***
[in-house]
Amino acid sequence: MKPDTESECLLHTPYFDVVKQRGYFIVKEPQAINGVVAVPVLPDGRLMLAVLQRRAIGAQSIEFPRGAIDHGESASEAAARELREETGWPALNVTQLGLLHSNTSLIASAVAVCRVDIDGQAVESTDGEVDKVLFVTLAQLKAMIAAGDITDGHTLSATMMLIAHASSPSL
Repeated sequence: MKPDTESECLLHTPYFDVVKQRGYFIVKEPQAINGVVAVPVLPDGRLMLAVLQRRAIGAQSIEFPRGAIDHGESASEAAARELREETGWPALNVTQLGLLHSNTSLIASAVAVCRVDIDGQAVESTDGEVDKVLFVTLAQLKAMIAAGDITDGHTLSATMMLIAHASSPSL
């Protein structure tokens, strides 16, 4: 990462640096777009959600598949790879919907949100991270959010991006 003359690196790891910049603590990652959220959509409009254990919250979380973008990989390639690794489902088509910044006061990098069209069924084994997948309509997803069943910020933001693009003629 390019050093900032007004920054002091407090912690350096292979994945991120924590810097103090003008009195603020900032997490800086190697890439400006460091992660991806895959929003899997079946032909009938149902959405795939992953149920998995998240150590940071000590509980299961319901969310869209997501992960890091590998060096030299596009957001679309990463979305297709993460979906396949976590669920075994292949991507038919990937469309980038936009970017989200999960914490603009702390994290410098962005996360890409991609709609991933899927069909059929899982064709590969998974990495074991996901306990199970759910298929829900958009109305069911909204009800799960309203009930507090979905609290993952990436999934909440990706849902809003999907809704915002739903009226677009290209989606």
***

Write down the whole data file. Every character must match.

[in-house]
Amino acid sequence: MKPDTESECLLHTPYFDVVKQRGYFIVKEPQAINGVVAVPVLPDGRLMLAVLQRRAIGAQSIEFPRGAIDHGESASEAAARELREETGWPALNVTQLGLLHSNTSLIASAVAVCRVDIDGQAVESTDGEVDKVLFVTLAQLKAMIAAGDITDGHTLSATMMLIAHASSPSL
Repeated sequence: MKPDTESECLLHTPYFDVVKQRGYFIVKEPQAINGVVAVPVLPDGRLMLAVLQRRAIGAQSIEFPRGAIDHGESASEAAARELREETGWPALNVTQLGLLHSNTSLIASAVAVCRVDIDGQAVESTDGEVDKVLFVTLAQLKAMIAAGDITDGHTLSATMMLIAHASSPSL
């Protein structure tokens, strides 16, 4: 990462640096777009959600598949790879919907949100991270959010991006 003359690196790891910049603590990652959220959509409009254990919250979380973008990989390639690794489902088509910044006061990098069209069924084994997948309509997803069943910020933001693009003629 390019050093900032007004920054002091407090912690350096292979994945991120924590810097103090003008009195603020900032997490800086190697890439400006460091992660991806895959929003899997079946032909009938149902959405795939992953149920998995998240150590940071000590509980299961319901969310869209997501992960890091590998060096030299596009957001679309990463979305297709993460979906396949976590669920075994292949991507038919990937469309980038936009970017989200999960914490603009702390994290410098962005996360890409991609709609991933899927069909059929899982064709590969998974990495074991996901306990199970759910298929829900958009109305069911909204009800799960309203009930507090979905609290993952990436999934909440990706849902809003999907809704915002739903009226677009290209989606």